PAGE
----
Journal of Tropical Ecology

Research Article

Red crabs in rain forest on Christmas Island, Indian Ocean: activity patterns, density and biomass

Peter T. Greena1 c1 p1

a1 Department of Ecology and Evolutionary Biology, Monash University, Clayton, Victoria 3168, Australia

ABSTRACT

The red crab Gecarcoidea natalis is the most abundant land crab on Christmas Island, Indian Ocean, and is found wherever native rain forest is still intact. The largest crabs grow to > 120 mm carapace width and reach > 500 g in mass. Red crabs are diurnally active, and moisture appears to be the most important factor governing surface activity – activity was nil below 77% RH, relatively low at 87% RH, and high above 95% RH. The crabs retreat to the interior of their burrows during dry periods, but emerge rapidly in response to rain. Because of their dependence on moisture for surface activity, red crabs show greater levels of activity during the wet season. Annual breeding migrations and moulting activity decreased the density of surface-active crabs at the main study sites for several weeks at the start of the wet season, and fruit and leaf fall caused dramatic local increases in the density of active red crabs. Density and biomass at the main study sites averaged 1.3 crabs m-2 and 1454 kg ha-1, respectively, and 1.2 crabs m-2 and 1137 kg ha-1 at a total of five sites across the island. Rough calculations suggest that the island-wide population is at least 100 million individuals. Red crabs are the dominant consumer on the forest floor, and consume seeds, seedlings and leaf litter. Because they are both abundant and widespread, these animals have the potential to be the most important determinant of pattern and process in rain forest on Christmas Island.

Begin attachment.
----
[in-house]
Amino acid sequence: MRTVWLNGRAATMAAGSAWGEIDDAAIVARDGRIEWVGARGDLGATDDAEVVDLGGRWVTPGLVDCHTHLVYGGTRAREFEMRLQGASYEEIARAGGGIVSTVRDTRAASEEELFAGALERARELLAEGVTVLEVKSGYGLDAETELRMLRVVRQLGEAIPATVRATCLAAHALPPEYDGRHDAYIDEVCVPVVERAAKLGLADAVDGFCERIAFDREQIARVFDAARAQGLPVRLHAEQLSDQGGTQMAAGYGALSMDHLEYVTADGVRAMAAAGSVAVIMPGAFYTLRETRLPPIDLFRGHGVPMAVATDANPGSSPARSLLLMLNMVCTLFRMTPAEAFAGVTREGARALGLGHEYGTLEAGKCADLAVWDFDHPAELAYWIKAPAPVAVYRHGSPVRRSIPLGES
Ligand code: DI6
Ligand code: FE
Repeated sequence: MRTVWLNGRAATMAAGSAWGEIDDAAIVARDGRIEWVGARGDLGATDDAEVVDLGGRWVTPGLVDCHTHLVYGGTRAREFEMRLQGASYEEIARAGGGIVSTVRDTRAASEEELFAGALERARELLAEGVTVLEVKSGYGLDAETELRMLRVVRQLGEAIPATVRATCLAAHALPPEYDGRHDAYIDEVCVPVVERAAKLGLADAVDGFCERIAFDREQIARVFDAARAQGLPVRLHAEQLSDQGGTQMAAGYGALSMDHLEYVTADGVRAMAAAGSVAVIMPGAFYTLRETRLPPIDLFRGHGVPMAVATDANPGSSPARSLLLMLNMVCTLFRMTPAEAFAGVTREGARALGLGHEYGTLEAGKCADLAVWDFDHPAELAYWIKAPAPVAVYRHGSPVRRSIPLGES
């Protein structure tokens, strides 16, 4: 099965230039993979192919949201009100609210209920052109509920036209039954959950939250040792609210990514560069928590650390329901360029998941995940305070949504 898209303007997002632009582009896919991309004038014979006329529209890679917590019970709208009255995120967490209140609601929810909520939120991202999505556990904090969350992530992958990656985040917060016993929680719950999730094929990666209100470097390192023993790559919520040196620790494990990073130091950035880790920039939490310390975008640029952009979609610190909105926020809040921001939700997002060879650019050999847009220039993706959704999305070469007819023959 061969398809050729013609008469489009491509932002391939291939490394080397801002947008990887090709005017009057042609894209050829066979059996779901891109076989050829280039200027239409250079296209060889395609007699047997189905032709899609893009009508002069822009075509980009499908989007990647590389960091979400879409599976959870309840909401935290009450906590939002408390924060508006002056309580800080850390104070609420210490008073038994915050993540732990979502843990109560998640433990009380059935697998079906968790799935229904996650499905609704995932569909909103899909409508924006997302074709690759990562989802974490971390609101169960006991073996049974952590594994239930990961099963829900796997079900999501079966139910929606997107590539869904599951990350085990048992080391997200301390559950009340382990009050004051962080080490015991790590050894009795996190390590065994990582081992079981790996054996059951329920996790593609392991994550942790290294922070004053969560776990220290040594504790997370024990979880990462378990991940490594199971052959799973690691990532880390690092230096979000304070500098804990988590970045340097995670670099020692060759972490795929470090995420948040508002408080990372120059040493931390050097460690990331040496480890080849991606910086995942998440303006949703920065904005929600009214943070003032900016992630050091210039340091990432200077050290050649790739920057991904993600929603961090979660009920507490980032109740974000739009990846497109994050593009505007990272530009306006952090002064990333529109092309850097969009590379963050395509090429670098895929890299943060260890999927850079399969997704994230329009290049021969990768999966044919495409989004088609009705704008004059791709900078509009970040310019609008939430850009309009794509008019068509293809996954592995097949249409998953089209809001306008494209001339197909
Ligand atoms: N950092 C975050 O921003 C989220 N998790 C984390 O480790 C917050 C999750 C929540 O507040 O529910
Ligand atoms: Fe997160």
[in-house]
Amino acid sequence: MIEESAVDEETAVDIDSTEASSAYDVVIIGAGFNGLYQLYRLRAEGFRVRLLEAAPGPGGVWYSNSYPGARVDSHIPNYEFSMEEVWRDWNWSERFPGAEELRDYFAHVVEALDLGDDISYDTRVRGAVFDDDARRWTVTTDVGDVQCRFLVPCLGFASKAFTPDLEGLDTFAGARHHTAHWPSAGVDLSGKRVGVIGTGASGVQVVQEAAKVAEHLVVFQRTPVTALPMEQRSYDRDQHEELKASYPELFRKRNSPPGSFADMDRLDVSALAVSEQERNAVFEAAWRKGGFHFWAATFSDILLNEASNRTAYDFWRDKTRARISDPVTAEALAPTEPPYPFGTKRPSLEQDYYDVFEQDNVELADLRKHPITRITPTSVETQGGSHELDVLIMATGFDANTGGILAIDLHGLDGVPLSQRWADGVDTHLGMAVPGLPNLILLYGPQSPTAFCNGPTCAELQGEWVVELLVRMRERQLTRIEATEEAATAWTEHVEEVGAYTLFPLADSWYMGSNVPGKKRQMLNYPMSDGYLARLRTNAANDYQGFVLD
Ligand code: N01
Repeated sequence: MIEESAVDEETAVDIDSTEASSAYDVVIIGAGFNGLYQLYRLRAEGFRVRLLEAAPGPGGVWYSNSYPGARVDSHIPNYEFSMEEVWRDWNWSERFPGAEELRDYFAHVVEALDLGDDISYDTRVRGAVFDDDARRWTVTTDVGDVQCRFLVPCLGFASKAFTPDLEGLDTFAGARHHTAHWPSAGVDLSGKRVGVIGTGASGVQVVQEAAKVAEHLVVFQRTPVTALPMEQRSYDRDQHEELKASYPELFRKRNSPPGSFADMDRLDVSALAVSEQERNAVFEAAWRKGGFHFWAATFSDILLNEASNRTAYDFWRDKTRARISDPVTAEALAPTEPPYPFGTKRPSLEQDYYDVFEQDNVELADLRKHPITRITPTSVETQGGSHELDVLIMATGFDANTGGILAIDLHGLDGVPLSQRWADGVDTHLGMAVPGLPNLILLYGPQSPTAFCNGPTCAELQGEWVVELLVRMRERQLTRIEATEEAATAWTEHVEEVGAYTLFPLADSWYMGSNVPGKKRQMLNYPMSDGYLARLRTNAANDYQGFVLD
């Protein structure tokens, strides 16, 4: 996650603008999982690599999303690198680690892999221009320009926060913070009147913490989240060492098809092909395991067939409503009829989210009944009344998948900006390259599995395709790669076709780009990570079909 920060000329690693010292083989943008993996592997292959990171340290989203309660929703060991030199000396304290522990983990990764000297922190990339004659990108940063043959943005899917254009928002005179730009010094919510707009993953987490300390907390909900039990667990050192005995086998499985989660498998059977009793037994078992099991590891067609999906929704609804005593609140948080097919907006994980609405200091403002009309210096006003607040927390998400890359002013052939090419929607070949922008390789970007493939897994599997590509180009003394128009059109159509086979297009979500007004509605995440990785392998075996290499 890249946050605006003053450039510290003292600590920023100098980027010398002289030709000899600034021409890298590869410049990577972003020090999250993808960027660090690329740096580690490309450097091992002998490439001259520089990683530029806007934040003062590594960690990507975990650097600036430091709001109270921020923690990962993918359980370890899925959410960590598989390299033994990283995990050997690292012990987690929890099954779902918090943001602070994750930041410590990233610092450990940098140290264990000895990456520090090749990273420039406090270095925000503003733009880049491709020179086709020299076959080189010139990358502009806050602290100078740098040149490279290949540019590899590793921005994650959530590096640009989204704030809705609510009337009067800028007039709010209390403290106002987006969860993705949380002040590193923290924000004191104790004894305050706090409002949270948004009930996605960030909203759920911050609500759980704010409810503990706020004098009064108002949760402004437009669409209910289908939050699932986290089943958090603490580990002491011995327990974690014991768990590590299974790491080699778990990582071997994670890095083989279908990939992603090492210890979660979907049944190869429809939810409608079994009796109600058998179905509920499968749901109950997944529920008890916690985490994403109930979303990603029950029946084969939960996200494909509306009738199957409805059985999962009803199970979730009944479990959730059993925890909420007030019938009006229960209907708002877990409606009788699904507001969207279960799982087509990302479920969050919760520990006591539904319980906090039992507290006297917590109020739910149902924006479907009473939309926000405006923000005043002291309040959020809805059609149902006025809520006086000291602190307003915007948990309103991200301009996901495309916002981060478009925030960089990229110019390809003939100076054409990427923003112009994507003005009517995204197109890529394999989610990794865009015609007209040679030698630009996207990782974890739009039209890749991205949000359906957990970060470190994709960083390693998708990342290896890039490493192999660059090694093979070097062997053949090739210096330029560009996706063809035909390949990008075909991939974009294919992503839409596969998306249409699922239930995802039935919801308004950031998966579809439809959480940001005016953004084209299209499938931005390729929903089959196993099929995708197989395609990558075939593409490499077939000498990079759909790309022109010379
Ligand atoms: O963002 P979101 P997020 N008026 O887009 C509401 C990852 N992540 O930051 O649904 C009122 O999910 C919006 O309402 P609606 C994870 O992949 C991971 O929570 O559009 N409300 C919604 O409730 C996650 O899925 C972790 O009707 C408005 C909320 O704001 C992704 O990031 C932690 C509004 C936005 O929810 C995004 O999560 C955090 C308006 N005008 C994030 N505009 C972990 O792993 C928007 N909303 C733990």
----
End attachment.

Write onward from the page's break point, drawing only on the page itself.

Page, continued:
(Accepted May 18 1996)

Correspondence:

c1 c/- CSIRO, Division of Wildlife and Ecology, Tropical Forest Research Centre, PO Box 780, Atherton, QLD 4883 Australia. Email: peter.green@tfrc.csiro.au.

p1 Current address: Ecosystem Dynamics Group, Research School of Biological Sciences, Australian National University, Canberra ACT 0200 Australia.